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Will Carbon Fiber Recycling Ever Be Routine?

Every year, millions of pounds of carbon fiber waste goes into the world’s landfills. The vast majority of that waste is produced by the one industry responsible for most carbon fiber consumption: aerospace. One industry leader, Boeing, says they have found a solution. They believe that what they have come up with will lead to carbon fiber recycling eventually being as common as recycling titanium and aluminum.

Boeing has inked a deal with ELG Carbon Fibre to recycle its waste for future use in industrial applications. As a side note, ELG is a UK company that operates the world’s largest carbon fiber recycling plant. Theirs was the first such recycling plant in the world.

ELG uses a patented process to recycle carbon fiber waste to produce various grades of product that can then be put to use elsewhere. Their deal with Boeing will see them recycling all the waste from Boeing’s Everett, Washington plant. If all works well, they may also begin recycling waste from plants in Canada, Malaysia, and China.

Recycling Is Expensive

Despite the great work being done by ELG Carbon Fibre, the vast majority of carbon fiber waste still goes into landfills. The biggest challenge to recycling is cost, according to Utah-based Rock West Composites. It takes an awful lot of time and energy to separate carbon fibers from the thermoplastics they are embedded in, and what can be recovered suffers from at least some loss of quality and integrity.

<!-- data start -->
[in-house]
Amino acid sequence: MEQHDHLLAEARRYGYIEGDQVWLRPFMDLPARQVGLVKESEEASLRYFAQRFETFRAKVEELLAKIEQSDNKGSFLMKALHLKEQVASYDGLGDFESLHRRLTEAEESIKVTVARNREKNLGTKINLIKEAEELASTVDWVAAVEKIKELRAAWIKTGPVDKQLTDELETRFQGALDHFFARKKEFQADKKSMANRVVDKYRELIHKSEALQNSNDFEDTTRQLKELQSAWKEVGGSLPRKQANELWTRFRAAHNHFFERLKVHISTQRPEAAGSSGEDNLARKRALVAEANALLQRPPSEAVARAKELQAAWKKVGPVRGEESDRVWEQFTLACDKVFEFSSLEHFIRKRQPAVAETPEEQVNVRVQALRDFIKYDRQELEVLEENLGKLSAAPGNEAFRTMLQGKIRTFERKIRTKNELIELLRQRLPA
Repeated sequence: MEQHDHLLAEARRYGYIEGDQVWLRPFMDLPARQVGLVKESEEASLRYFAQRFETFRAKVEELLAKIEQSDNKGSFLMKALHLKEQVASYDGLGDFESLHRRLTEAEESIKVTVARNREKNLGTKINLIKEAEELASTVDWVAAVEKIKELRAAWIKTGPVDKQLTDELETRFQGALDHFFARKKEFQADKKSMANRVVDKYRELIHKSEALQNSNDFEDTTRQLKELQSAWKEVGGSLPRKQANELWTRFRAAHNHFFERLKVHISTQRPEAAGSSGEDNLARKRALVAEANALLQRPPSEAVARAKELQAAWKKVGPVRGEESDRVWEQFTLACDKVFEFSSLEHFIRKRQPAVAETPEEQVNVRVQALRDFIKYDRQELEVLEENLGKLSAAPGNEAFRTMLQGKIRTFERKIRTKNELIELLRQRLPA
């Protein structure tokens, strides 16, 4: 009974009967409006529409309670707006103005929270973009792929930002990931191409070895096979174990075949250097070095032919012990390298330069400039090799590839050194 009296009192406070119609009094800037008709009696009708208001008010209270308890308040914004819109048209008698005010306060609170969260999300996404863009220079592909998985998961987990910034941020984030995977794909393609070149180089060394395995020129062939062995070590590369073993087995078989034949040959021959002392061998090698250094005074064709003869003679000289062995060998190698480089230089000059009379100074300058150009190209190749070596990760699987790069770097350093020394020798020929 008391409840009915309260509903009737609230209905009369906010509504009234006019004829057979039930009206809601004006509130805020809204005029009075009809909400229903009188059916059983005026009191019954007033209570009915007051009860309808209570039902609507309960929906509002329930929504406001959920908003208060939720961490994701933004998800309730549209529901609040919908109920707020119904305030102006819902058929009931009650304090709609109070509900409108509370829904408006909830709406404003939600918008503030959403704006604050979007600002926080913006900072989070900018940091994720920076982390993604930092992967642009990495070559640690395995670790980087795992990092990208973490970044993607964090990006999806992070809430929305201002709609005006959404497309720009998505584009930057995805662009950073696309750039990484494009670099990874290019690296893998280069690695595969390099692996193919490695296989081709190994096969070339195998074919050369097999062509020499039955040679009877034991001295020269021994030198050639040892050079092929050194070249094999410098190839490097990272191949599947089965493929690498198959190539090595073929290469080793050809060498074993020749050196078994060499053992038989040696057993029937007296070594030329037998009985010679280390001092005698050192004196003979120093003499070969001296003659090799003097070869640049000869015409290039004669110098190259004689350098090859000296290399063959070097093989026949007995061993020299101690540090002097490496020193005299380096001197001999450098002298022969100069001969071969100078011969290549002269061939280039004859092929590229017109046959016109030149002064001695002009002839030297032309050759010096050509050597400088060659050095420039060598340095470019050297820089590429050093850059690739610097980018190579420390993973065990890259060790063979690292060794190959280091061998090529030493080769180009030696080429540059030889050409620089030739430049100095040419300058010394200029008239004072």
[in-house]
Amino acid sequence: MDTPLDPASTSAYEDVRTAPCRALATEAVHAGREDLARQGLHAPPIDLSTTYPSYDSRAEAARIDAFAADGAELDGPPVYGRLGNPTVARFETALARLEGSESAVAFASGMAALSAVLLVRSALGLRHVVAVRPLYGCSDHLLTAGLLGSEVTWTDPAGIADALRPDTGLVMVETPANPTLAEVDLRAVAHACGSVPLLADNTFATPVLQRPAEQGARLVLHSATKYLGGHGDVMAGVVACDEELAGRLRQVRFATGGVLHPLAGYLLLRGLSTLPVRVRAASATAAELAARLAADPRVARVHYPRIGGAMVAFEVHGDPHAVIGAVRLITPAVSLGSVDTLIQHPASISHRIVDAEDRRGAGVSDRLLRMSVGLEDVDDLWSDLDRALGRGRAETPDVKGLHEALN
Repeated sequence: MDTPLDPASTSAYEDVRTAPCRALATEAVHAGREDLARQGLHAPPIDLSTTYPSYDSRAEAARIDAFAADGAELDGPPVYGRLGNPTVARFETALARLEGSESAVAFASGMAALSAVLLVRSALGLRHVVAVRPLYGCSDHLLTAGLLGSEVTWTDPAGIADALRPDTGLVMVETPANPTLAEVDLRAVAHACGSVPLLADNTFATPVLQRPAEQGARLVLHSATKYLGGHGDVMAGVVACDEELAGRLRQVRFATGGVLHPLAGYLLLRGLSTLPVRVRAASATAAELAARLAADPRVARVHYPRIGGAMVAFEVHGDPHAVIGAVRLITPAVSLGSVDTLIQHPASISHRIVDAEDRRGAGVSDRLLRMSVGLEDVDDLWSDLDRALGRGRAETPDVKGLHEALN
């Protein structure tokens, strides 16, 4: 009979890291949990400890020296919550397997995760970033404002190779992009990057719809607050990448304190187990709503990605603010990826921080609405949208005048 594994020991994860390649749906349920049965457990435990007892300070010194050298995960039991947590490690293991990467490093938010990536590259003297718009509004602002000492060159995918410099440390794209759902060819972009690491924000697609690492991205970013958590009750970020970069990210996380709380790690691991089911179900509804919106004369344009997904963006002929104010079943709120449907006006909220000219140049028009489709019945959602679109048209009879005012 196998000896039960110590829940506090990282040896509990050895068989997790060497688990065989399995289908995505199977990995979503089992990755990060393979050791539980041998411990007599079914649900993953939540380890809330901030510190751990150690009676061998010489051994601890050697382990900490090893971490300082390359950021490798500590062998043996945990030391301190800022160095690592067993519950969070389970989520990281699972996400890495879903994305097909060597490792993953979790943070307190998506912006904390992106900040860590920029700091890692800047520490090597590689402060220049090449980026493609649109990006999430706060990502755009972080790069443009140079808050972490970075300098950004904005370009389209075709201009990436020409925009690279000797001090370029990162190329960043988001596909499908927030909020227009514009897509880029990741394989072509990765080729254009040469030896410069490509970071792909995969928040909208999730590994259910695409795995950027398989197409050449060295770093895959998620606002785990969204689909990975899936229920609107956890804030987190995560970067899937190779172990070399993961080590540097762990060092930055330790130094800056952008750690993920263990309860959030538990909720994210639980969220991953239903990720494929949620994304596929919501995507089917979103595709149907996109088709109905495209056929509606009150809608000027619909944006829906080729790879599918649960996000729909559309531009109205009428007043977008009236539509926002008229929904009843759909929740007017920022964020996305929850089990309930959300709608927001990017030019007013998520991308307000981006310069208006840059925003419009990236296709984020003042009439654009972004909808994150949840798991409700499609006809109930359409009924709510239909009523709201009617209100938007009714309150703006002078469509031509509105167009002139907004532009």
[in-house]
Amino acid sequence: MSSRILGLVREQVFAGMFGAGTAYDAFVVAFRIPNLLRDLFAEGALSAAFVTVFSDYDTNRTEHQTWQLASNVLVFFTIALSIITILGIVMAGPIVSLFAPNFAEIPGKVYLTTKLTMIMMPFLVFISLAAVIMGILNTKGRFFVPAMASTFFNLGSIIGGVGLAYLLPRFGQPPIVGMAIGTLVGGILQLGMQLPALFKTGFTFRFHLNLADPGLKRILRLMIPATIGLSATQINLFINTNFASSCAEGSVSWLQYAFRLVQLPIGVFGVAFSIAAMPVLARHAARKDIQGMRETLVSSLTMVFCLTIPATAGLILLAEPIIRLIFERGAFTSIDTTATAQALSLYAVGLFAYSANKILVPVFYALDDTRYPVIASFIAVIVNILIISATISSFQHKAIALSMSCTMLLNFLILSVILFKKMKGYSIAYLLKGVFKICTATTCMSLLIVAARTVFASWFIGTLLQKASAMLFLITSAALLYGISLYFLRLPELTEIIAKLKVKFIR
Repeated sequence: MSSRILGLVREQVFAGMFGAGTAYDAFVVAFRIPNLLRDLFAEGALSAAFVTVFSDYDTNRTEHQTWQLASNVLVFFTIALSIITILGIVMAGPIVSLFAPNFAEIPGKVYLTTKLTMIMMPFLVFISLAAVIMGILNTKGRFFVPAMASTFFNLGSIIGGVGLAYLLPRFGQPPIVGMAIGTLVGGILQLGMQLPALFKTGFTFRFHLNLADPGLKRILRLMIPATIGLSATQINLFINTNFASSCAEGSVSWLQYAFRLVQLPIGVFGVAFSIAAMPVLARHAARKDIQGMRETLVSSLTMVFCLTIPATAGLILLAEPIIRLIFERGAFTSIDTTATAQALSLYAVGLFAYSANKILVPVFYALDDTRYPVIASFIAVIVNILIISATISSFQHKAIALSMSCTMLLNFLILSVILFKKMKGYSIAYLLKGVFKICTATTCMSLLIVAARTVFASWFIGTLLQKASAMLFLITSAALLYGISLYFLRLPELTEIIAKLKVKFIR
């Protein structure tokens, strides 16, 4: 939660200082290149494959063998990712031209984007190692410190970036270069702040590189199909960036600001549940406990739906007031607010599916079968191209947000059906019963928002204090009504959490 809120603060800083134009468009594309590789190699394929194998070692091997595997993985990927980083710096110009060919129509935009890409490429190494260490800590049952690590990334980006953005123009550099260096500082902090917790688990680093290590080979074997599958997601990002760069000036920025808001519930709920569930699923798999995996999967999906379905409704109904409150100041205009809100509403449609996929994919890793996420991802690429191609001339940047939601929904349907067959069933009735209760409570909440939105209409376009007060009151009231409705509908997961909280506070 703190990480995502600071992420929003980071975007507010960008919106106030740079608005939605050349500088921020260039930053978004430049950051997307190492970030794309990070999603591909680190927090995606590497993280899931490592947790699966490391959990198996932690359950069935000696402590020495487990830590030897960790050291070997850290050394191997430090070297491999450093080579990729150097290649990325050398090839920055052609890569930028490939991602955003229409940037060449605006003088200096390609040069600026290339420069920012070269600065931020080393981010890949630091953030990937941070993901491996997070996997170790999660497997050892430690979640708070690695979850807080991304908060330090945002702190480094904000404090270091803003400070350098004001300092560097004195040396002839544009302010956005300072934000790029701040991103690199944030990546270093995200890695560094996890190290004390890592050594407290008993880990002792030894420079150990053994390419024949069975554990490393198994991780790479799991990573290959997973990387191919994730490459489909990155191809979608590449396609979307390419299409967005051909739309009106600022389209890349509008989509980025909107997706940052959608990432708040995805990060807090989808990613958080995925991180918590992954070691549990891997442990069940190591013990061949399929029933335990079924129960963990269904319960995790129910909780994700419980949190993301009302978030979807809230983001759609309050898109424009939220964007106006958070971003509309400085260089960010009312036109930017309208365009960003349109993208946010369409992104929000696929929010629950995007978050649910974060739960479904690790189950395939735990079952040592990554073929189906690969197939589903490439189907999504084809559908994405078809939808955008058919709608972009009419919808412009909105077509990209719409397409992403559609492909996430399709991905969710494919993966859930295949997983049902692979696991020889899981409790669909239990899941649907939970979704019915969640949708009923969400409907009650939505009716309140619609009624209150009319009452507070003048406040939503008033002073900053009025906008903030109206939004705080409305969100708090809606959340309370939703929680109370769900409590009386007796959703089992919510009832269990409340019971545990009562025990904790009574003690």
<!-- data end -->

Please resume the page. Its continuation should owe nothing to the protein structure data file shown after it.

ELG’s recycling process is a thermal process that uses high heat to burn off the plastic resin carbon fiber material is embedded in. At completion, the process leaves behind clean fiber material that can be used to create a number of other products. ELG can produce milled fibers, non-woven fabrics, chopped carbon fibers, and even carbon fiber pellets.

As for Boeing, they claim to have saved upwards of 1.5 million pounds of carbon fiber over the last 18 months by working with ELG Carbon Fibre. The recycled material cannot be used to manufacture new aerospace-grade products, but it can be put to use for industrial applications.

The Future of Recycling

Boeing is understandably excited about their partnership with ELG and what it means for keeping carbon fiber waste out of landfills. Yet the question of whether carbon fiber recycling will ever become routine or not remains unanswered.

More than one expert has made the case that the future of carbon fiber as a total replacement of aluminum and steel relies heavily on whether cost-effective recycling can be accomplished. A lack of large-scale recycling would continue to limit the use of carbon fiber outside of aerospace. In the meantime, scientists and engineers could eventually come up with a material that’s better than carbon fiber and more easily recycled.

Boeing may have the right idea by turning its waste into a lower grade product that can be used for other applications. For every ton of recovered carbon fiber that goes into industrial applications, there is another ton of pure carbon fiber material that is not being used for those applications.

In theory, this could bring the cost of both carbon fiber production and recycling down. Falling prices would make carbon fiber more attractive to more industries as well.

The entire industry will be watching Boeing and DLG over the next several years. Large-scale recycling wasn’t possible just a few years ago, so there’s some healthy skepticism that the Boeing plan will achieve the desired results. But if it does, carbon fiber recycling could indeed be routine just a few years from now.


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